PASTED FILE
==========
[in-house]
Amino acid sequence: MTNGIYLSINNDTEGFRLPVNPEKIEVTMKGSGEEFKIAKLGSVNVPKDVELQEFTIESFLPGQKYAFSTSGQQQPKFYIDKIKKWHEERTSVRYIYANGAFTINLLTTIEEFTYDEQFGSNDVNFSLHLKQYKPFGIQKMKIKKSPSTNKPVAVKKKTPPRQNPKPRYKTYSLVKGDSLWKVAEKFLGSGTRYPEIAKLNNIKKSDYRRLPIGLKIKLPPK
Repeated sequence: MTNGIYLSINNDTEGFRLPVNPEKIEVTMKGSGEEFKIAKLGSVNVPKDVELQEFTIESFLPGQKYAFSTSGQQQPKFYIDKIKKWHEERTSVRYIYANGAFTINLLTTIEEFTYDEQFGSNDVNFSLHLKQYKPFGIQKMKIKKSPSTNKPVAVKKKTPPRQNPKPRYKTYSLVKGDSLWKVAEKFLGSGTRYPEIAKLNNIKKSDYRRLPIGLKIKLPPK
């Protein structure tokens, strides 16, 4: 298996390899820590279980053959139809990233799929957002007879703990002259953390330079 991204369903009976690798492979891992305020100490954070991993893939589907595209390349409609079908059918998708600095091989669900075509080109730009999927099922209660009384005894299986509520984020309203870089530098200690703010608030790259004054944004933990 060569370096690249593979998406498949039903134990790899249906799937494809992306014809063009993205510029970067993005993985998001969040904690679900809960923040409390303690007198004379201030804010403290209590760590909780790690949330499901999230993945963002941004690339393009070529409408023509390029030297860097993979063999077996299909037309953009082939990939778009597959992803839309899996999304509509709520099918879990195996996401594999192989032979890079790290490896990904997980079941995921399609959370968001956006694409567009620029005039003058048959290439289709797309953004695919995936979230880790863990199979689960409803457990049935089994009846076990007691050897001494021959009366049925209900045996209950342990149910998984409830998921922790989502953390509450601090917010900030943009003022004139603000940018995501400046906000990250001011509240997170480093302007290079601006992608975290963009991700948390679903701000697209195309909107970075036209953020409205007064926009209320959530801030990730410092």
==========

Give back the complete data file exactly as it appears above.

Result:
[in-house]
Amino acid sequence: MTNGIYLSINNDTEGFRLPVNPEKIEVTMKGSGEEFKIAKLGSVNVPKDVELQEFTIESFLPGQKYAFSTSGQQQPKFYIDKIKKWHEERTSVRYIYANGAFTINLLTTIEEFTYDEQFGSNDVNFSLHLKQYKPFGIQKMKIKKSPSTNKPVAVKKKTPPRQNPKPRYKTYSLVKGDSLWKVAEKFLGSGTRYPEIAKLNNIKKSDYRRLPIGLKIKLPPK
Repeated sequence: MTNGIYLSINNDTEGFRLPVNPEKIEVTMKGSGEEFKIAKLGSVNVPKDVELQEFTIESFLPGQKYAFSTSGQQQPKFYIDKIKKWHEERTSVRYIYANGAFTINLLTTIEEFTYDEQFGSNDVNFSLHLKQYKPFGIQKMKIKKSPSTNKPVAVKKKTPPRQNPKPRYKTYSLVKGDSLWKVAEKFLGSGTRYPEIAKLNNIKKSDYRRLPIGLKIKLPPK
């Protein structure tokens, strides 16, 4: 298996390899820590279980053959139809990233799929957002007879703990002259953390330079 991204369903009976690798492979891992305020100490954070991993893939589907595209390349409609079908059918998708600095091989669900075509080109730009999927099922209660009384005894299986509520984020309203870089530098200690703010608030790259004054944004933990 060569370096690249593979998406498949039903134990790899249906799937494809992306014809063009993205510029970067993005993985998001969040904690679900809960923040409390303690007198004379201030804010403290209590760590909780790690949330499901999230993945963002941004690339393009070529409408023509390029030297860097993979063999077996299909037309953009082939990939778009597959992803839309899996999304509509709520099918879990195996996401594999192989032979890079790290490896990904997980079941995921399609959370968001956006694409567009620029005039003058048959290439289709797309953004695919995936979230880790863990199979689960409803457990049935089994009846076990007691050897001494021959009366049925209900045996209950342990149910998984409830998921922790989502953390509450601090917010900030943009003022004139603000940018995501400046906000990250001011509240997170480093302007290079601006992608975290963009991700948390679903701000697209195309909107970075036209953020409205007064926009209320959530801030990730410092």